I often travel to places I’ve read about, and I like how the remembered story unfolds as I drive, at once moving toward a destination and returning to a memory. On this particular trip, I’m rememberingErnest J. Gaines’s The Autobiography of Miss Jane Pittman, a novel that follows the 100-year life of Miss Jane, from her birth during slavery to her death in the 1960s.
I’m heading to Pointe Coupee, Louisiana, and when I arrive, I’ll meet Ernest himself. I’m accepting an award named in his honor, and to say I’m grateful doesn’t come close to describing how I feel. Ernest has been a hero of mine since I was a teenager. In 2002, I sat in an auditorium at Spelman College in Atlanta and listened as he discussed his life and writing with Emory professor Rudolph Byrd. I’ll see Rudolph on this trip too. Together, we’ll all drive around Pointe Coupee, stopping to see a tree that is both myth and landmark.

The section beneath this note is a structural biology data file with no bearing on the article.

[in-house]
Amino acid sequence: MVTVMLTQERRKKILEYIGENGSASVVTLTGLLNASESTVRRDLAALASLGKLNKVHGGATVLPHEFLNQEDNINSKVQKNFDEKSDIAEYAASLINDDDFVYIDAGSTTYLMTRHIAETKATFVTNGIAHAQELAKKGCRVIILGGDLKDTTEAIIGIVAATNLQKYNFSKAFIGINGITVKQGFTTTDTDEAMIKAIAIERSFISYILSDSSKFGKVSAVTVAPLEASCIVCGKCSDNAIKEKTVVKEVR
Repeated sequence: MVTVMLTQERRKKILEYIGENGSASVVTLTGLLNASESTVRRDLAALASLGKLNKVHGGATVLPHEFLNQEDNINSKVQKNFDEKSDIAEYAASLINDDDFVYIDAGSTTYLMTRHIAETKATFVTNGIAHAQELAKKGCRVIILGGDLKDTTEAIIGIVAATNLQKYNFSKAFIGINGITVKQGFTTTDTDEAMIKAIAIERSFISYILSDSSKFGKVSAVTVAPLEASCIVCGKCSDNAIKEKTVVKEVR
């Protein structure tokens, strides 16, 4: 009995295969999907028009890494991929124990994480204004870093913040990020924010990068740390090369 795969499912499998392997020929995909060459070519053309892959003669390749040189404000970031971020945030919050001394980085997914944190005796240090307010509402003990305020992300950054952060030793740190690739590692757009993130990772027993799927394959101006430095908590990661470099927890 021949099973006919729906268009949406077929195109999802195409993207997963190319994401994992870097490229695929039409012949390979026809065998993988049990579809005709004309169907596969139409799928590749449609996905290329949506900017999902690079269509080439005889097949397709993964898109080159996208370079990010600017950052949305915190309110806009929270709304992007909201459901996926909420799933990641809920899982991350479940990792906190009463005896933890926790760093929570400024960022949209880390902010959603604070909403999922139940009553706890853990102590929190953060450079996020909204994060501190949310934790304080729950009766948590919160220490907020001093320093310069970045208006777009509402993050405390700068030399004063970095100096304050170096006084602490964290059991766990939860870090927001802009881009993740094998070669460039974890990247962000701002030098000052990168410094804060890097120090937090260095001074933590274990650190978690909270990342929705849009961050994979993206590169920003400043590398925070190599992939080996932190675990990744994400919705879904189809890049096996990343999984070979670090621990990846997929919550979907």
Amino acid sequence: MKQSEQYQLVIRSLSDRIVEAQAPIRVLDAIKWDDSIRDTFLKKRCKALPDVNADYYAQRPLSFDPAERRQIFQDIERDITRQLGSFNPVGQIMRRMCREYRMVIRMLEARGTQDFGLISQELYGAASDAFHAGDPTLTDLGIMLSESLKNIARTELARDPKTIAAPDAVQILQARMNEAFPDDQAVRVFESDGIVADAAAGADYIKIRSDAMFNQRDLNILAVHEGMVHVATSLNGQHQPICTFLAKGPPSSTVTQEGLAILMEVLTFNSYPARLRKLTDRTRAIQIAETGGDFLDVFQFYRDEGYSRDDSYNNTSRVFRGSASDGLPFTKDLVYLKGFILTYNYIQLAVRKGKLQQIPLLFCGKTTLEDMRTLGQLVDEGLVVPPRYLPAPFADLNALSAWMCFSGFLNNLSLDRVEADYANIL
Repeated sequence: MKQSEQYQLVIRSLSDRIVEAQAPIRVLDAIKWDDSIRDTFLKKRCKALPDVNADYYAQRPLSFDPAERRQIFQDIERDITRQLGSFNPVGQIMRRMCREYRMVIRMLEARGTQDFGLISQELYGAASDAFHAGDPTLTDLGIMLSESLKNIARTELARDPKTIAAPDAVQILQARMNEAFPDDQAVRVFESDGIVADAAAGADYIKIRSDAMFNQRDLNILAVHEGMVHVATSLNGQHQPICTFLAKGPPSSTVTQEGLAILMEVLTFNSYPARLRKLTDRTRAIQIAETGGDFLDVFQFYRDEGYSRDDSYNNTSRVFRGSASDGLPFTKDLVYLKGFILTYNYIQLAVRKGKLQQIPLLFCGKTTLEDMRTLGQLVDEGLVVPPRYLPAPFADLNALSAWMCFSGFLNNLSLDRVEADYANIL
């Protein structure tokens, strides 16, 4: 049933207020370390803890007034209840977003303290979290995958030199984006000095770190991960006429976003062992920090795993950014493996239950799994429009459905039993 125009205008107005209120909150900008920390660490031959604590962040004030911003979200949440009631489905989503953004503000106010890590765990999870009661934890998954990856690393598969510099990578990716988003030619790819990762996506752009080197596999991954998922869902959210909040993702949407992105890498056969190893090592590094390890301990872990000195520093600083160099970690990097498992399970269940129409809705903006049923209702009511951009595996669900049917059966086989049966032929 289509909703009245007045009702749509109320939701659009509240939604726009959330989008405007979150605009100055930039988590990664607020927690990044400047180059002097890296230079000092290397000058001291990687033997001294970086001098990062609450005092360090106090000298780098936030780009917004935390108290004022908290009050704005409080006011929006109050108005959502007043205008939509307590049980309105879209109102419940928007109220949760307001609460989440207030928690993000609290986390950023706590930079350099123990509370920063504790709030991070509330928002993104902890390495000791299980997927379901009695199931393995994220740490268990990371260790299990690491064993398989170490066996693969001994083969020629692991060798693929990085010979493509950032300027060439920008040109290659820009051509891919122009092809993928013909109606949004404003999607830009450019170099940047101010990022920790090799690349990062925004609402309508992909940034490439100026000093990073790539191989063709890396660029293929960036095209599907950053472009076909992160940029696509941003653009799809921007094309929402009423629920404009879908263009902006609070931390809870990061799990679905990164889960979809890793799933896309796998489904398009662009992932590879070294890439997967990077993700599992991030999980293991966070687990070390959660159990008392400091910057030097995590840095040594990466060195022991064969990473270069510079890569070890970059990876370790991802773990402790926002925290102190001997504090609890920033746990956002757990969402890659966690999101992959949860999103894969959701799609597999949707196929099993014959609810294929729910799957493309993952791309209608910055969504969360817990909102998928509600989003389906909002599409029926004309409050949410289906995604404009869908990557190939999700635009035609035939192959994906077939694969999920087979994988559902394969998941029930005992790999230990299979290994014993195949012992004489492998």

Read the rest of the article at this link: THAT TREE HAS BEEN HERE